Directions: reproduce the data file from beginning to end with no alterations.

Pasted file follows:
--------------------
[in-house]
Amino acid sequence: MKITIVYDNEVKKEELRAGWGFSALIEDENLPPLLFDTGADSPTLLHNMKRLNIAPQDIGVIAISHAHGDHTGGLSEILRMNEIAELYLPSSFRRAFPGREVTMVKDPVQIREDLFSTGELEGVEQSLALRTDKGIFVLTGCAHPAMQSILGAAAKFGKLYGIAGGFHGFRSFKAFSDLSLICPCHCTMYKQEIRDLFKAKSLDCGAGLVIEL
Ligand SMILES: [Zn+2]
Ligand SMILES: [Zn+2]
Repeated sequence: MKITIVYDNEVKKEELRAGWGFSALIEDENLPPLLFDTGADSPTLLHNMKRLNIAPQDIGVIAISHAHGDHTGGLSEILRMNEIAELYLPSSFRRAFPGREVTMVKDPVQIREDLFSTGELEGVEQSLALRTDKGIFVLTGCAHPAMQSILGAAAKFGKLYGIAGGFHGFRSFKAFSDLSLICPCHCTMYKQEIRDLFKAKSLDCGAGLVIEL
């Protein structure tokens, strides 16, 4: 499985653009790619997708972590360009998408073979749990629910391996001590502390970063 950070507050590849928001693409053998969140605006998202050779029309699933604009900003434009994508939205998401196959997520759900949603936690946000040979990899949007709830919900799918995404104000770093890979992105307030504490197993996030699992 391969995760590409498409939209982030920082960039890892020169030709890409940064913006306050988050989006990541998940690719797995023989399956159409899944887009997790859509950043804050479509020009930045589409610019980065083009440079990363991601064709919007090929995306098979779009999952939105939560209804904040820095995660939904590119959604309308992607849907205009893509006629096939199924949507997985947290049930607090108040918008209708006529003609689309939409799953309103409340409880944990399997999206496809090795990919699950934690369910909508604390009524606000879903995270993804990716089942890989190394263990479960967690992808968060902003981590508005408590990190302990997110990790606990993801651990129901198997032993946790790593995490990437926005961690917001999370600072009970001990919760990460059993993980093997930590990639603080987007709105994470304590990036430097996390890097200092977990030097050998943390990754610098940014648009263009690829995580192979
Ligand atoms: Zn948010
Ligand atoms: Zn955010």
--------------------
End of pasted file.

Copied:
[in-house]
Amino acid sequence: MKITIVYDNEVKKEELRAGWGFSALIEDENLPPLLFDTGADSPTLLHNMKRLNIAPQDIGVIAISHAHGDHTGGLSEILRMNEIAELYLPSSFRRAFPGREVTMVKDPVQIREDLFSTGELEGVEQSLALRTDKGIFVLTGCAHPAMQSILGAAAKFGKLYGIAGGFHGFRSFKAFSDLSLICPCHCTMYKQEIRDLFKAKSLDCGAGLVIEL
Ligand SMILES: [Zn+2]
Ligand SMILES: [Zn+2]
Repeated sequence: MKITIVYDNEVKKEELRAGWGFSALIEDENLPPLLFDTGADSPTLLHNMKRLNIAPQDIGVIAISHAHGDHTGGLSEILRMNEIAELYLPSSFRRAFPGREVTMVKDPVQIREDLFSTGELEGVEQSLALRTDKGIFVLTGCAHPAMQSILGAAAKFGKLYGIAGGFHGFRSFKAFSDLSLICPCHCTMYKQEIRDLFKAKSLDCGAGLVIEL
């Protein structure tokens, strides 16, 4: 499985653009790619997708972590360009998408073979749990629910391996001590502390970063 950070507050590849928001693409053998969140605006998202050779029309699933604009900003434009994508939205998401196959997520759900949603936690946000040979990899949007709830919900799918995404104000770093890979992105307030504490197993996030699992 391969995760590409498409939209982030920082960039890892020169030709890409940064913006306050988050989006990541998940690719797995023989399956159409899944887009997790859509950043804050479509020009930045589409610019980065083009440079990363991601064709919007090929995306098979779009999952939105939560209804904040820095995660939904590119959604309308992607849907205009893509006629096939199924949507997985947290049930607090108040918008209708006529003609689309939409799953309103409340409880944990399997999206496809090795990919699950934690369910909508604390009524606000879903995270993804990716089942890989190394263990479960967690992808968060902003981590508005408590990190302990997110990790606990993801651990129901198997032993946790790593995490990437926005961690917001999370600072009970001990919760990460059993993980093997930590990639603080987007709105994470304590990036430097996390890097200092977990030097050998943390990754610098940014648009263009690829995580192979
Ligand atoms: Zn948010
Ligand atoms: Zn955010």